Cepas stands for Singapore’s ‘Contactless ePurse Application’ – a secured platform for all non-cash transactions using contactless cards.

Besides train and bus fares, the new ez-link card can be used to pay for electronic road-pricing (ERP), parking and cab charges, as well as a meal or merchandise.

Currently, few outlets other than McDonald’s and 7-Eleven offer this payment option.

The current ez-link card will be phased out by end of next year. There are now about 10 million valid ez-link cards in circulation.

The Land Transport Authority said on Tuesday that it hopes commuters taking part in the trial can clock one million rides.

It said this number would give it ample opportunity to identify and weed out any glitches there might be before the new card is launched by ‘end of this year or early next year.”

LTA deputy chief executive Lim Bok Ngam said the authority has invested some $100 million to roll out the new card. The sum includes development cost, modifying the 22,000 card readers on buses and at trains stations, getting the new cards manufactured and other related costs.

‘We currently have two card platforms in Singapore. One for public transport, and another for cars and other commercial transactions. With the new Cepas-compliant ez-link card, you can make all transactions with just one card,” he said.

The move also opens up the market for new card issuers to enter the transit market, which has so far been exclusive to LTA-owned EZ Link Pte Ltd.

The competition, Mr Lim said, would ultimately be good for consumers. For one, the price of the card should come down (both Nets’ Cashcard and the current ez-link card costs $5 today).

Observers said there is little to prevent a card issuer from giving the card free of charge – like credit cards.

Mr Lim foresees card companies to build in loyalty programmes as well, so as to attract and retain customers.

As for motorists, they can look forward to using the new ez-link card for ERP payments from early next year, when a new-generation in-vehicle unit is installed in new cars.

Owners of existing vehicles who want the new gadget can have it installed, for $150, excluding GST.

Source: Straits Times Interactive, http://www.straitstimes.com/Breaking%2BNews/Singapore/Story/STIStory_272050.html

Hello?! I thought they were looking for 10,000 trialists! How did they manage to change from WANTED to FOUND in just a matter of… a few hours? The article was published no earlier than 4pm and was updated at 7:47pm. I don’t think people actually started swarming the ticketing offices because no one seemed to know anything. However, I guess it’s probably a miscommunication between the LTA and Straits Times.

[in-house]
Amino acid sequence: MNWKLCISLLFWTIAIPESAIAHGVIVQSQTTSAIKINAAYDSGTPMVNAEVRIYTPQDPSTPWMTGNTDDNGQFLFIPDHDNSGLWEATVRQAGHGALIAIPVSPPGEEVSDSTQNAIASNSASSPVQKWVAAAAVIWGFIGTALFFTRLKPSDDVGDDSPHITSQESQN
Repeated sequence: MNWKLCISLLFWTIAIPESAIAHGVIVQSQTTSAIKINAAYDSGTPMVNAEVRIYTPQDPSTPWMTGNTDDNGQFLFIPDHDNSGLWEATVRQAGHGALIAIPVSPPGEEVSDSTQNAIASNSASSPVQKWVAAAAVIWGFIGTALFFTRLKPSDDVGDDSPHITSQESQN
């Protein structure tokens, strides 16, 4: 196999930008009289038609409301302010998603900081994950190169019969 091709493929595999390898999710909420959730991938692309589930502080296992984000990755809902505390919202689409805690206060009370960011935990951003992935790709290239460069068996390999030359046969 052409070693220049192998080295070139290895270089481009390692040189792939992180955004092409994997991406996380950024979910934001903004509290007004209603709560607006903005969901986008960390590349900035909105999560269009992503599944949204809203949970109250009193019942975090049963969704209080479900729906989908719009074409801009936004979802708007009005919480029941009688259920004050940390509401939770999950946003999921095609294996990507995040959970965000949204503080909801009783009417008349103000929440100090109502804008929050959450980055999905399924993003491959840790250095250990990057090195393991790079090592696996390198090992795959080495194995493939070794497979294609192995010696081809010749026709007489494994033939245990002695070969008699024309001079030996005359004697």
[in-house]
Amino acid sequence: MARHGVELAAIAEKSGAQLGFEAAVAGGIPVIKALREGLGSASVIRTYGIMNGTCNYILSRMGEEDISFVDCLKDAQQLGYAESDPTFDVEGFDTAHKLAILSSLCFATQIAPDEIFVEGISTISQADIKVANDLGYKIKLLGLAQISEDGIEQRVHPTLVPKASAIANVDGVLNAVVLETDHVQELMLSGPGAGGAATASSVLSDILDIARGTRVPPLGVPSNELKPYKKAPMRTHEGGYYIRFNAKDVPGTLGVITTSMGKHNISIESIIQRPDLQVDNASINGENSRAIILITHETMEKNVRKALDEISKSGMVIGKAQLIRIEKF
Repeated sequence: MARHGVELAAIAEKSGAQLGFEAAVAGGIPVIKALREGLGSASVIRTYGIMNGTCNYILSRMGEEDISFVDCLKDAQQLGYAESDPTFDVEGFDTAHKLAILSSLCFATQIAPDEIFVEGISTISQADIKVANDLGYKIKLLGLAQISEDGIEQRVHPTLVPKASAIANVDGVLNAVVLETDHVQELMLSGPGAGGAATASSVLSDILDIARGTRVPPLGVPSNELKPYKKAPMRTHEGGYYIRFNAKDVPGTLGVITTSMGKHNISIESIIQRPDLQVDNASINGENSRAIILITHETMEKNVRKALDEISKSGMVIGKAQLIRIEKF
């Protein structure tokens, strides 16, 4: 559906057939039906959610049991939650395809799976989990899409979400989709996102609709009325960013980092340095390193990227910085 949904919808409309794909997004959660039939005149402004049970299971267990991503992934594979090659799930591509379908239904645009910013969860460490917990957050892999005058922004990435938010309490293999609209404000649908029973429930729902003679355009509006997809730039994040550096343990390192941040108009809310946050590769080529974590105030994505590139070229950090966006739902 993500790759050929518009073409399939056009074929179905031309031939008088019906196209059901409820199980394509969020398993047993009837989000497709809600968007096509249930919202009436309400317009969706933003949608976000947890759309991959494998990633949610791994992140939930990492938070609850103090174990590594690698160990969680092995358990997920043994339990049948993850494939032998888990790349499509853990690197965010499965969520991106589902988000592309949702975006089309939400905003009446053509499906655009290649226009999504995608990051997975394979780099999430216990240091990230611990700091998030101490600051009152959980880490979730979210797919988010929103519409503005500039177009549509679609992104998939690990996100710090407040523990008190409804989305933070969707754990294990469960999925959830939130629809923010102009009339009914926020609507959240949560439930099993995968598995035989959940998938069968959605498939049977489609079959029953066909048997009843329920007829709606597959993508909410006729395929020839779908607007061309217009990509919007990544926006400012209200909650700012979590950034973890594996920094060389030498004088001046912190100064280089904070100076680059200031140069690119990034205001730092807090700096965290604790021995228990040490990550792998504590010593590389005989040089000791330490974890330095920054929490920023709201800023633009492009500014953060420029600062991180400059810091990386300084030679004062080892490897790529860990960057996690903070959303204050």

Of course, I am a little disappointed at not being able to use the new EZ-Link card. Come on, I am a geek and geeks like me like to try out new stuffs; even though the EZ-Link card is nothing new. Come to think of it, there are about 10 million valid EZ-Link cards in circulation and a non-refundable $5 charge had been imposed on EZ-Link cards purchased after EZ Link Pte Ltd (or some previous companies) decided that they will be in the red for a long time should they not doing something about the quick turnover of cards. Now, imagine if all of these 10 million EZ-Link cards have to be replaced, that means a hefty cost of $50 million! Hmm… I wonder who is footing the bill.

So, there could be a few scenarios:

  • 1 to 1 exchange of EZ-Link cards (best scenario, I guess)
  • 1 to 1 exchange of EZ-Link cards for people who have paid the $5 non-refundable deposit; and commuters who bought the earlier free EZ-Link card will have to pay the $5 now (what the?!)
  • everyone just pay another $5 more for the new EZ-Link card, have the remaining value on the old card transferred to the new card and allow the commuter to keep the old card for posterity (?!?!)

Reading from the articles, I guess the Cepas-compliancy is another initiative to standardize all cards into 1. This effectively eliminates the need of the CashCard, which had been issued for as far back as I can remember, but is only good for ERP, carparks and paying library dues. Yes, that’s the only time a student gets to use the CashCard. So… "Hey pa! Look! I have a CashCard just like you do!"

Well, reading further, in-vehicle units for this new card will be install on all new cars. There’s no mention if these new units will support the CashCard. Should the driver wish to install the new units, it will be a hefty $150. Thank goodness they are not phasing out the CashCard instead, but letting it die a natural death. Going by this, the CashCard will probably be around for another 10 more years or so, since recent car owners will now be stuck with the old vehicle unit.

Hmm… the article also says that some $100 million had been invested to roll out the new card – including replacement of card readers in buses and train stations. I wonder how they are going to get their ROI on this investment.